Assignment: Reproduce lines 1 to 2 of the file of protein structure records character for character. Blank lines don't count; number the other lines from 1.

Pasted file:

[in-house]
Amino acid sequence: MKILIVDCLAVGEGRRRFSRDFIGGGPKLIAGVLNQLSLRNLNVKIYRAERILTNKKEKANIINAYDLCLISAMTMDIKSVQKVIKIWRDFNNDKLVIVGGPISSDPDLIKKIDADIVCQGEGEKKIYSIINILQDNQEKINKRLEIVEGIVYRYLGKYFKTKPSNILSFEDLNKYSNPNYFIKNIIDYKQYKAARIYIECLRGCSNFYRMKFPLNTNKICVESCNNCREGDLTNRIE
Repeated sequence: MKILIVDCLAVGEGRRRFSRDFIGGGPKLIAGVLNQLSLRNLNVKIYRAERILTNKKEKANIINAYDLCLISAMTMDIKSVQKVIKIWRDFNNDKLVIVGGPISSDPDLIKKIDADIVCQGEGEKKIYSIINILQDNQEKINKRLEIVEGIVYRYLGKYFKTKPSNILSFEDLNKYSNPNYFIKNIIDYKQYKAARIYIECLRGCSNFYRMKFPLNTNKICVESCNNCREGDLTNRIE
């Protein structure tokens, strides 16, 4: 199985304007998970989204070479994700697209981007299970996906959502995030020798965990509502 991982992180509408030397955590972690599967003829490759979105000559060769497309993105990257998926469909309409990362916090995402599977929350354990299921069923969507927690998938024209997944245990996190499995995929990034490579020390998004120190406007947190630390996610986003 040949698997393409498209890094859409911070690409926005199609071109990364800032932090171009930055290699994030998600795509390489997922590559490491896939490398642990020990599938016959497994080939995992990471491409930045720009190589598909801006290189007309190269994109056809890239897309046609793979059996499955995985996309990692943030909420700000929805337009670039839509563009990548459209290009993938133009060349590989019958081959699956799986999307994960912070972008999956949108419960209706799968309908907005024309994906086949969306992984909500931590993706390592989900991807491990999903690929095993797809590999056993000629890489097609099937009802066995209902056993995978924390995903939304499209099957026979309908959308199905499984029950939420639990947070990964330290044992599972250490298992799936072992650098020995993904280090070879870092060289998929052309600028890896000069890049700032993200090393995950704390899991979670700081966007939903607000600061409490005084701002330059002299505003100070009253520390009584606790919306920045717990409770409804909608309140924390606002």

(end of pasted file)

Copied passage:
[in-house]
Amino acid sequence: MKILIVDCLAVGEGRRRFSRDFIGGGPKLIAGVLNQLSLRNLNVKIYRAERILTNKKEKANIINAYDLCLISAMTMDIKSVQKVIKIWRDFNNDKLVIVGGPISSDPDLIKKIDADIVCQGEGEKKIYSIINILQDNQEKINKRLEIVEGIVYRYLGKYFKTKPSNILSFEDLNKYSNPNYFIKNIIDYKQYKAARIYIECLRGCSNFYRMKFPLNTNKICVESCNNCREGDLTNRIE